Hands on: Sony Bravia 65XE93 TV review

High-end tech trickles down

What is a hands on review?

Early Verdict

Sony's XE93 manages to fit several features found on Sony's higher-end ZD9 into a much more mid-range offering with some results that from initial inspection look very promising indeed.


  • +

    Impressive HDR upscaling

  • +

    Local dimming much improved

  • +

    Full suite of HDR standards supported


  • -

    Edge-lit local dimming

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    Likely to be pricey

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Sony's XE93 line is the third most premium of the manufacturer's 2017 lineup behind the ultra-premium Sony Bravia A1E OLED and the XE94. 

But rather than sitting as the awkward middle sibling between the higher-end offerings and the rest of the lineup, we came away from a recent Sony event most impressed with the XE93. 

Yes, it doesn't have the full-array backlight of the XE94 or the insane contrast of the A1E, but it has enough clever tech up its sleeve to deliver a seriously good picture performance, and we've got our fingers crossed that its mid-range positioning means that its eventual price doesn't leave our collective wallets in too much of a state. 


So first things first - the XE93 is available in 65-inch and 55-inch versions. We spent our time with the 65-inch model, but if you want to go any bigger then you'll have to opt for the XE94, which sits at a colossal 77-inches.

The rear of the set is a slightly ugly cream color. Previous Bravia sets have opted for, what we think is, a much more stylish dark grey, but this model goes for a cream that's a similar hue to a color you mind find the walls of a rental property painted. 

But aside from its color (which lets be honest, you're unlikely to spend too much time looking at) Sony has been very clever with how its approached the back of the set. 

Cables sit behind removable plastic covers, and can be routed through the sets legs to ensure that they're almost invisible when viewed from the front of the set. 


The headline feature on the new panel is its Slim backlight drive+ technology. The set's predecessor, last year's XD93, featured a similar technology, but Sony has made some clever improvements in this year's model. 

Both last year's XD93 and this year's XE93 use edge-backlighting technology, meaning that the sets have rows of LEDs along the edges of their screen which can be turned off to make darker areas of the image go even darker. 

This isn't advanced as a full-array backlight which places LEDs behind the panel itself for much more accuracy - for that you'll have to opt for the more premium XE94. 

The difference between the XD93 and the XE93 is that this year's model places these rows of LEDs on the top and bottom of the screen rather than the left and right. 

This means that each LED is serving a much smaller (vertical) area, which has lead to a doubling of the number of backlight zones. 

This helps ensure that the images brightness is much more focussed. Rather than having light that bleeds over into darker areas of the image it can instead be focussed on a small glint of sunlight, creating a much more subtle, yet striking, image.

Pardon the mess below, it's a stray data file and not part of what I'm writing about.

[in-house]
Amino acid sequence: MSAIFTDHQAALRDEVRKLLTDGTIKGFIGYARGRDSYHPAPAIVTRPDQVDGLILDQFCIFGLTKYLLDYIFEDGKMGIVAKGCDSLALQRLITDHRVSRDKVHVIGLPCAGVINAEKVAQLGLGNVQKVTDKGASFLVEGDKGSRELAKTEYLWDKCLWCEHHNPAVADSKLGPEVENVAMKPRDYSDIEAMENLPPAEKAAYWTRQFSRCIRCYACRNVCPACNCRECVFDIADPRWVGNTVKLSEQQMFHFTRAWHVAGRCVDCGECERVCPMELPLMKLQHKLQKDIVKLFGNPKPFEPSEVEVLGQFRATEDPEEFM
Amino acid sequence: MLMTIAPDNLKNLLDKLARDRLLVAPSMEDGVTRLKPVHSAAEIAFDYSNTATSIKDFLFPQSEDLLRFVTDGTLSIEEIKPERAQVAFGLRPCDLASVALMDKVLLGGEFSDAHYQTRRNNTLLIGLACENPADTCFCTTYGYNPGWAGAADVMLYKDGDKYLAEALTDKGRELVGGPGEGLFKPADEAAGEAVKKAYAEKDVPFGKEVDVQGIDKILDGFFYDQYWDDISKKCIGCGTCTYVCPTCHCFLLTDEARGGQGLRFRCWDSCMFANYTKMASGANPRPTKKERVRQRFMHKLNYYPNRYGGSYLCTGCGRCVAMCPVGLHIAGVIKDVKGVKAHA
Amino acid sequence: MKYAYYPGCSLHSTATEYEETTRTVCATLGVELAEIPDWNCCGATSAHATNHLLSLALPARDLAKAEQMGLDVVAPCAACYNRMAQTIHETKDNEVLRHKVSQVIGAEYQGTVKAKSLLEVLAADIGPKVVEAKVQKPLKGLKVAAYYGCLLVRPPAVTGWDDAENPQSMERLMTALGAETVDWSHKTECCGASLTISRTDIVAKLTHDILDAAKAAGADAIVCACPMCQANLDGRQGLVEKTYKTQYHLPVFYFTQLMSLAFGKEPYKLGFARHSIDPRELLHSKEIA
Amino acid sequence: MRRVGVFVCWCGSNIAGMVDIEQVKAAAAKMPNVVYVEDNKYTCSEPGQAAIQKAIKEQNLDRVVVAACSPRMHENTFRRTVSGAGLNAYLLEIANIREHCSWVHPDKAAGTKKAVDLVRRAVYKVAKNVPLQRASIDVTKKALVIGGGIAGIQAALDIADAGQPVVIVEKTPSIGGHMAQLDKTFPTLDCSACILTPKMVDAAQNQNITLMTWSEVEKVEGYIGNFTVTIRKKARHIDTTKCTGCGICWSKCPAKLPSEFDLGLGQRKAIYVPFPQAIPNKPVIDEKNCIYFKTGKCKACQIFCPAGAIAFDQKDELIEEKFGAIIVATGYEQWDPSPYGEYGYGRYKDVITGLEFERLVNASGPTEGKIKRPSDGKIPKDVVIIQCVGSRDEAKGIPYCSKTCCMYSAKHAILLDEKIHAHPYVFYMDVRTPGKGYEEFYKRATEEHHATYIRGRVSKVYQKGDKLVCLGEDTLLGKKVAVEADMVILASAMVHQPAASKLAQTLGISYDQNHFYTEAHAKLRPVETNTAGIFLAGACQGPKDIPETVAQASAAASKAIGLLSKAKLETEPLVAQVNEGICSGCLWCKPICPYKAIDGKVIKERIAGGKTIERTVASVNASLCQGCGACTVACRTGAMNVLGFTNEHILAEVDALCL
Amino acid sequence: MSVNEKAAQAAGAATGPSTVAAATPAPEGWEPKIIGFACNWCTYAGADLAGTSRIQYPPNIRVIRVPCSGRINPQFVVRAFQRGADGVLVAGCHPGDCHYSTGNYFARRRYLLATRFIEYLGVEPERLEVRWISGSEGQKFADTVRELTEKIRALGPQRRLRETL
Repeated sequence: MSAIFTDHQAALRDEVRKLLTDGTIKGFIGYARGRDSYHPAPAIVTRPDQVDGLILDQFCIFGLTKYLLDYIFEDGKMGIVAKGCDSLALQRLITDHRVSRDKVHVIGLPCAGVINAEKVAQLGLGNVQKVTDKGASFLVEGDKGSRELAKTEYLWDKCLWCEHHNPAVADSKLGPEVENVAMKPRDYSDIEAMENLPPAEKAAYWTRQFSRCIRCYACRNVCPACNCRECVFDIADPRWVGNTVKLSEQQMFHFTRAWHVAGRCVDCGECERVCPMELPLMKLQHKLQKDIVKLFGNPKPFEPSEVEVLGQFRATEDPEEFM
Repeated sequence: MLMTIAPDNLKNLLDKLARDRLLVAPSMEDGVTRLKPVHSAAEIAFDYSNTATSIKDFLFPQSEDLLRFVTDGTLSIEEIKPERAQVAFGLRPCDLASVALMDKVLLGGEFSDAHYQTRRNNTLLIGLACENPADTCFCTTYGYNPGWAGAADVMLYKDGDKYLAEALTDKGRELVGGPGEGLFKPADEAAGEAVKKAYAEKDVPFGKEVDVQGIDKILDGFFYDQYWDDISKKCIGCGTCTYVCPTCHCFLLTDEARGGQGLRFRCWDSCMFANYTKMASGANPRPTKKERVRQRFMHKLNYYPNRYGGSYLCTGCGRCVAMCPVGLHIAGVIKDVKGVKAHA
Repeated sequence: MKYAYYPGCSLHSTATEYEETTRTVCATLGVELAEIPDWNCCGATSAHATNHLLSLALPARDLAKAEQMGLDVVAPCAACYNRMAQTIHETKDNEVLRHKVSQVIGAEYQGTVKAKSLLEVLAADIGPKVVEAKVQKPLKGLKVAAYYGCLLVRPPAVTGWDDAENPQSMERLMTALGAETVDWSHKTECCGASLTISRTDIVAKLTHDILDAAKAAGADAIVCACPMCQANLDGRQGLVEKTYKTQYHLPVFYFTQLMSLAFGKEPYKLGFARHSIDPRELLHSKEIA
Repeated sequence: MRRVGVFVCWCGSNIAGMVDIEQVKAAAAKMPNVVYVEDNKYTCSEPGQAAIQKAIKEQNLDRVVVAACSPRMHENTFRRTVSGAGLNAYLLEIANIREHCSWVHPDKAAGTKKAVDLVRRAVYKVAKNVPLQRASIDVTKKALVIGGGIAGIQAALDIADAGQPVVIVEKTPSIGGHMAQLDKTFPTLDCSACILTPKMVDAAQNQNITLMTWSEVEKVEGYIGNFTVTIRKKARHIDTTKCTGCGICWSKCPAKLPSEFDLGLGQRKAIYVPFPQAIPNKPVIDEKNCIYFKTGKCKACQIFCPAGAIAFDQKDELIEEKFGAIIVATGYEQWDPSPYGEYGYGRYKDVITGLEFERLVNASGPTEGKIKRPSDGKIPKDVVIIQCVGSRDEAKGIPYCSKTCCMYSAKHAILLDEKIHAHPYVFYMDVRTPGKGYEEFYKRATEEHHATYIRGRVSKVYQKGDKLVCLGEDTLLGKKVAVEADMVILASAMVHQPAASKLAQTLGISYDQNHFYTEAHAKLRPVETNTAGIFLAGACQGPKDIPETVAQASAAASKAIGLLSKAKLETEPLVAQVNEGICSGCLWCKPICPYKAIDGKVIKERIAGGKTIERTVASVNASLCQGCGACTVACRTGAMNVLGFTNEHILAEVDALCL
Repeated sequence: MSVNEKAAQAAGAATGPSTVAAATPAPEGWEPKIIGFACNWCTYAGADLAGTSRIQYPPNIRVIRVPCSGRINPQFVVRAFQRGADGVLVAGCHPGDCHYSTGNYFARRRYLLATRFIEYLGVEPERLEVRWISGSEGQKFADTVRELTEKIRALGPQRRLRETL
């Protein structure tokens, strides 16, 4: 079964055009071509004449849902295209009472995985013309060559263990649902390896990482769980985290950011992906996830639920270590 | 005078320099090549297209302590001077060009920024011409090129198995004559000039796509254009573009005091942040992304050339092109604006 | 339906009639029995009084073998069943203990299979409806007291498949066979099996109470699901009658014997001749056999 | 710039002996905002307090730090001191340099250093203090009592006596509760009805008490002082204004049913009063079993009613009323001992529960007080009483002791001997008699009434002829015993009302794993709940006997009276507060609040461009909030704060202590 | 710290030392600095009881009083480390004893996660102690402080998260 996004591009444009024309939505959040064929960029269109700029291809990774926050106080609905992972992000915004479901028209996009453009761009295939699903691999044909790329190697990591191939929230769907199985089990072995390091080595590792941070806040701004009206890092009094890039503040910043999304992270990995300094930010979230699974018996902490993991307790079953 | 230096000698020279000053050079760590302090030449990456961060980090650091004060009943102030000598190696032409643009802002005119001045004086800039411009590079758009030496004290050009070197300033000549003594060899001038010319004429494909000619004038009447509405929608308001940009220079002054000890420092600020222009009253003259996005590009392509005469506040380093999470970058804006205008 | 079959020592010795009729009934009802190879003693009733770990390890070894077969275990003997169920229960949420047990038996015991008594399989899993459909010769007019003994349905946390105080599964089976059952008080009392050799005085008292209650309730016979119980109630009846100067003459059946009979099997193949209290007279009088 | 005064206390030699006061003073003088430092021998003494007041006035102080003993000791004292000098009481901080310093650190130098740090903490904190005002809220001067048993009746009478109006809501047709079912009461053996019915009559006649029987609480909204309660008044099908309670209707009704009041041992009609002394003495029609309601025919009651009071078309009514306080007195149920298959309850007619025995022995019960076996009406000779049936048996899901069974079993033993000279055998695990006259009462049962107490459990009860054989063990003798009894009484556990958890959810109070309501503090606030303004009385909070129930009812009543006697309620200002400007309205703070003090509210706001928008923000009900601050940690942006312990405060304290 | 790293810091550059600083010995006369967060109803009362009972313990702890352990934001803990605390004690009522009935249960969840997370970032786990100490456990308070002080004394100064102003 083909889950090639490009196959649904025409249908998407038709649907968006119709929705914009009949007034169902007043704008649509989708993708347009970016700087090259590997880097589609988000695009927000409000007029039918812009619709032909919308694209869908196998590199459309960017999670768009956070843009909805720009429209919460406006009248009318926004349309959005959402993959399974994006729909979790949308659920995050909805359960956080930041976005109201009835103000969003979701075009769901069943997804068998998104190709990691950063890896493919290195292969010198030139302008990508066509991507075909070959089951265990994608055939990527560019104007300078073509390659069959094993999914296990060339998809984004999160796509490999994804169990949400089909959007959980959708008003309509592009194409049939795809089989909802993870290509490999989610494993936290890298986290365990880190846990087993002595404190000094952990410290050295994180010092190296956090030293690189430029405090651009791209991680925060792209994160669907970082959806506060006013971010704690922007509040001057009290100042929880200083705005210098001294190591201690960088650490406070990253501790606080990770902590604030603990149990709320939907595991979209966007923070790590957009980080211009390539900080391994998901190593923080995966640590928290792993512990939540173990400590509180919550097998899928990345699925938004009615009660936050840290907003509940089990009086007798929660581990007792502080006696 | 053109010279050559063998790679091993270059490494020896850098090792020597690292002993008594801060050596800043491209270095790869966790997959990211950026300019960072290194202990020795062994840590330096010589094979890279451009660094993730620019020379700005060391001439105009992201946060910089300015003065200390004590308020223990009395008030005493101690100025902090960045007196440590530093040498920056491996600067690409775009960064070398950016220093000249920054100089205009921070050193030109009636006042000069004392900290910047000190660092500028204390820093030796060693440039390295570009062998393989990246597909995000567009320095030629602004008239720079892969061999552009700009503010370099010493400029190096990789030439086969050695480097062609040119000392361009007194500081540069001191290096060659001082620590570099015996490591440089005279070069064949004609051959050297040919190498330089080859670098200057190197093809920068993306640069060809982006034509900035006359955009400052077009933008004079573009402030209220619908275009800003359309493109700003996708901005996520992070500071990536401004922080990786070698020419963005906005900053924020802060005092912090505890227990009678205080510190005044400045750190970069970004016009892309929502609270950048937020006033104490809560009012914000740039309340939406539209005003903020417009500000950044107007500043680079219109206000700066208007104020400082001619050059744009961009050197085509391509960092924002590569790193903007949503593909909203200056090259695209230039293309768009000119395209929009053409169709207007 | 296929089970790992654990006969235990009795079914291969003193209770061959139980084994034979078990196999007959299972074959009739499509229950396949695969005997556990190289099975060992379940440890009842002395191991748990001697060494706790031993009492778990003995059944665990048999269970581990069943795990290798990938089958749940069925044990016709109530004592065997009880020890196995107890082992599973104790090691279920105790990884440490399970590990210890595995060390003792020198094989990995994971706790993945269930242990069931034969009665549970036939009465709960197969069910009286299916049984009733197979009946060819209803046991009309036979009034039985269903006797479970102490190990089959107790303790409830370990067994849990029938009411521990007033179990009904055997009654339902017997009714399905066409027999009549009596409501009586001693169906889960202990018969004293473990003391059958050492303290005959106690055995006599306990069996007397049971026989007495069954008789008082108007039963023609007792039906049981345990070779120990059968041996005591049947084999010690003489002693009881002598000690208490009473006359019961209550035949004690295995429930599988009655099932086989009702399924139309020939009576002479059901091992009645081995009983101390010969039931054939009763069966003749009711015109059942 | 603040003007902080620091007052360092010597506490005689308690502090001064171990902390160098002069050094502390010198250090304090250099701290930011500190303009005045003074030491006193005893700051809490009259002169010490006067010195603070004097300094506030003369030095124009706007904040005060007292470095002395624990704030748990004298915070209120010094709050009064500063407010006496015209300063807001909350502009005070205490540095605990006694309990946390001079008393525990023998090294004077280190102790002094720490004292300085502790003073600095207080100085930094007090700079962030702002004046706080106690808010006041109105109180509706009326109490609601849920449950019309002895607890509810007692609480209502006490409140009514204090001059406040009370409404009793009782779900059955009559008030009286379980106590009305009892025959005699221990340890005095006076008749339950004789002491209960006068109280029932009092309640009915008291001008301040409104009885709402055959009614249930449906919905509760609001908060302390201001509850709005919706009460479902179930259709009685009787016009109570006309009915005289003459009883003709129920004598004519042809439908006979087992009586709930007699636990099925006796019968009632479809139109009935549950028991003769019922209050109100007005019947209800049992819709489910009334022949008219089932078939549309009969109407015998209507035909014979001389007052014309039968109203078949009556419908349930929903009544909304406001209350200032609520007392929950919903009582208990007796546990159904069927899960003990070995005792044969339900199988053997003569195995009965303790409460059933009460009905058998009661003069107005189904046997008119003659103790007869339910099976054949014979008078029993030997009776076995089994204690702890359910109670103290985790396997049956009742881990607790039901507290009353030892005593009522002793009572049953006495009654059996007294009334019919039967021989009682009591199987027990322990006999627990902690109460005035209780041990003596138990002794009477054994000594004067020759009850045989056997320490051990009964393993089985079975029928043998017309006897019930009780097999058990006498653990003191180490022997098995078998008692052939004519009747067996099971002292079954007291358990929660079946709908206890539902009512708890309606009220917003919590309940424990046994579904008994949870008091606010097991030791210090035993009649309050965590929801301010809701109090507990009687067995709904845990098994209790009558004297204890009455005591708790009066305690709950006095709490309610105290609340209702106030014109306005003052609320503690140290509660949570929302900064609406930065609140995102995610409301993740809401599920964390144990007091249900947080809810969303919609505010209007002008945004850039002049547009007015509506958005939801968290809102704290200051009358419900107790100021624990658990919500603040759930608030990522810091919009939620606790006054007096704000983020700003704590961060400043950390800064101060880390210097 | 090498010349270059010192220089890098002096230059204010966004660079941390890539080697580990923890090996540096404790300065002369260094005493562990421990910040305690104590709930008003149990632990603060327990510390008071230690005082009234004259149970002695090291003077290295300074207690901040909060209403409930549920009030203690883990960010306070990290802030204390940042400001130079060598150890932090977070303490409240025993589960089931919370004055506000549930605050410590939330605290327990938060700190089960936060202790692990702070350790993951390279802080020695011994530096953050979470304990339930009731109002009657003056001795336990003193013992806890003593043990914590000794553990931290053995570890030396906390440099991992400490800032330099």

Suffice to say the XE93 knows how to produce a solid HDR image, and will also support the three most common HDR standards around today: HDR10, Dolby Vision, and Hybrid Log Gamma. 

The second part of the story concerns the X1 extreme processor, which has made its way from last year's premium ZD9 set into the XE93. 

It's not quite as good an implementation as the ZD9, but the colors this set is capable of are really fantastic, and a massive improvement over the XD93 which the set was demo'd alongside. 

The set also does a fantastic job at upscaling SDR content to HDR, and suffers from none of the color-banding issues that such upscaling can create on other sets. 

All of this combines to create a fantastic level of image quality. Colors are rich and vibrant, and both highlights and darker portions of the image have a nice level of contrast to them. 

Early Verdict

Away from the premium flagships, the Sony Bravia 65XE93 is looking like it might just be the TV to beat in the mid to high-end market. 

With its selective inclusion of many of Sony's high-end technologies, the set boasts a level of picture quality that we came away very impressed with, and a full suite of support for various HDR standards means that this isn't a set that's going to be outdated any time soon. 

The big question now is price. If this ends up being priced like a flagship then it might struggle to compete with the OLED competition, but if it manages to find a solid mid-range price-point then Sony could have a big hit on its hands. 

Jon Porter

Jon Porter is the ex-Home Technology Writer for TechRadar. He has also previously written for Practical Photoshop, Trusted Reviews, Inside Higher Ed, Al Bawaba, Gizmodo UK, Genetic Literacy Project, Via Satellite, Real Homes and Plant Services Magazine, and you can now find him writing for The Verge.

What is a hands on review?

Hands on reviews' are a journalist's first impressions of a piece of kit based on spending some time with it. It may be just a few moments, or a few hours. The important thing is we have been able to play with it ourselves and can give you some sense of what it's like to use, even if it's only an embryonic view. For more information, see TechRadar's Reviews Guarantee.